Gymboree, the children's clothier saddled with a billion dollars' worth of debt during a 2010 buyout by private equity firm Bain, received interim bankruptcy court approval Monday to access $35 million in new money and hundreds of millions of dollars in other converted debtor-in-possession financing as it seeks to regain solid footing.
U.S. Bankruptcy Judge Keith Phillips approved the proposal as well as debtor-in-possession financing that would convert hundreds of millions of dollars in prepetition debt to postpetition facilities and give Gymboree access to a decent slice of it, after the Chapter 11 filing on Sunday.
“The DIP facilities, including the roll-up loans, are hereby approved," Judge Phillips said in the order. "The debtors are expressly and immediately authorized and empowered to execute and deliver the DIP documents.”
Gymboree received permission to draw on some $274 million of asset-backed financing that has been converted from prepetition form. Up to $88 million can be used for letters of credit and up to $30 million for swingline loans; all will have senior superpriority status.
When it filed for bankruptcy days ago, Gymboree had $769 million outstanding under a term loan facility, as well as about $129 million in asset-secured debt outstanding and $171 million in unsecured notes outstanding, according to Lazard Frères & Co. LLC restructuring guru David Kurtz, who has been instrumental in orchestrating the company's path forward since he came on in January.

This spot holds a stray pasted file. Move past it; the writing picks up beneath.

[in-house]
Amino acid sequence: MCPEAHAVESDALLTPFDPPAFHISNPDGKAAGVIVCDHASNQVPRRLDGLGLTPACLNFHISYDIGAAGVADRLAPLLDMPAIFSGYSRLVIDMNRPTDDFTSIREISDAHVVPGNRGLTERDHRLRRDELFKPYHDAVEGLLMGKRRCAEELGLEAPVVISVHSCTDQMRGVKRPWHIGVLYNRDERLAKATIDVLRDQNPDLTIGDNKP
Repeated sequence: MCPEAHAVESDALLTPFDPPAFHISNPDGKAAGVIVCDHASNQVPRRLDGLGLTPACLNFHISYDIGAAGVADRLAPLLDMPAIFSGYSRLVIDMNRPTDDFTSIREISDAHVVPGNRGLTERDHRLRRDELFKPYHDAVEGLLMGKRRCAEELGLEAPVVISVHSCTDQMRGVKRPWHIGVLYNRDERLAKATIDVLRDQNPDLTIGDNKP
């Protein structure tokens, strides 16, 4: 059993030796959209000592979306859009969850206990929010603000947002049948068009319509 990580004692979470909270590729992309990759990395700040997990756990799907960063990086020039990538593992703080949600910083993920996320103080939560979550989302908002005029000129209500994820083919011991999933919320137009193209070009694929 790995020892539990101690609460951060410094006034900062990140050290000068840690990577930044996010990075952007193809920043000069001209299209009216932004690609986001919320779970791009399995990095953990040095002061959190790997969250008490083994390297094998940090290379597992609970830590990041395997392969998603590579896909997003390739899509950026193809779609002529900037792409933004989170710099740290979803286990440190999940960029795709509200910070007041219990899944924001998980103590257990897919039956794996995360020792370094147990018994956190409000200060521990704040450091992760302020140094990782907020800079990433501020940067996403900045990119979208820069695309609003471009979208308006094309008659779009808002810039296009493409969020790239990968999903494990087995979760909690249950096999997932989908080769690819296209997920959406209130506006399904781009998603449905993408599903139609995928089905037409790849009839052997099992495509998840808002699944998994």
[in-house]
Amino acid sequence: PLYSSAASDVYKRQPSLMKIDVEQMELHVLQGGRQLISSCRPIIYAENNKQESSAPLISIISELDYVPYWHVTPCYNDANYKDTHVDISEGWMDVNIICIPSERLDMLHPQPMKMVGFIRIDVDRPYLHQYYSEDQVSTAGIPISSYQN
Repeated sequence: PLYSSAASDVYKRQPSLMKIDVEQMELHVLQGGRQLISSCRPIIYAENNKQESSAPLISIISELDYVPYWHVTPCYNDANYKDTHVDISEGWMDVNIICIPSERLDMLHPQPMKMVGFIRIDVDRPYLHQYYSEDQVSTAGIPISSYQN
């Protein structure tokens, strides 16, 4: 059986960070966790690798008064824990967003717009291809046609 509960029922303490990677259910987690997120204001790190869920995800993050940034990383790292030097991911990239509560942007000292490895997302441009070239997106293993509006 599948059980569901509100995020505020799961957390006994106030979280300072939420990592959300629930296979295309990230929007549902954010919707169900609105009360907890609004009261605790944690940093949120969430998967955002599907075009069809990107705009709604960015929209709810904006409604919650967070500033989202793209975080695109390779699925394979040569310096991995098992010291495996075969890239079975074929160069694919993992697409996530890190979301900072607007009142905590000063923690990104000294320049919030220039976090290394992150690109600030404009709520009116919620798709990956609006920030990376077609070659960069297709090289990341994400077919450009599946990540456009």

Kurtz undertook an intensive DIP marketing project and gave dataroom access to a dozen parties under nondisclosure agreements, but ultimately received few bites from outsiders, he said.
“Lazard’s public association with recapitalization efforts generally leads to unsolicited inbound offers to provide DIP financing if the market supports third-party DIP financing. In this instance, very limited actual inbounds were received,” Kurtz noted, meaning that the best DIP offers came from financiers who already had relationships with Gymboree.
The retailer is looking to close up to 450 of its 1,300 stores and is in talks with landlords, Kurtz said.
Though the company blamed broad retail-industry headwinds for its financial troubles, including a marked downturn in foot traffic as consumers shift to online shopping, it was “debt-free" and "cash-rich” before 2010's Bain buyout, according to The New York Times.
Bain's accepted offer for the retailer was $1.8 billion; only $524 million of that came in the form of equity, according to Debtwire.
Gymboree says 66 percent of its $788 million term loan lenders have agreed to support the restructuring in hopes that the retailer can get out ahead of looming December debt maturities.
Kurtz also noted that the Chapter 11 filing was urgent given an imminent revolt by Gymboree's core supplier.
“During the course of the last several months, certain vendors, including the debtors’ largest agent of sourced product, Li & Fung (the agent through which the debtors source approximately 93 percent of their inventory), threatened to withdraw trade credit and suspend shipping inventory unless the debtors paid up front or provided further credit protection," Kurtz wrote. That issue has been resolved for the time being, he said.
The debtors are represented by James Sprayregen, Anup Sathy, Steven Serajeddini, Joshua Sussberg and Matthew Fagen of Kirkland & Ellis LLP and Michael Condyles, Peter Barrett and Jeremy Williams of Kutak Rock LLP.
The case is In re: The Gymboree Corp., case number 3:17-bk-32986, in the U.S. Bankruptcy Court for the Eastern District of Virginia.
REPRINTED WITH PERMISSION FROM THE JUNE 13, 2017 EDITION OF LAW360 © 2017 PORTFOLIO MEDIA INC. ALL RIGHTS RESERVED. FURTHER DUPLICATION WITHOUT PERMISSION IS PROHIBITED. WWW.LAW360.COM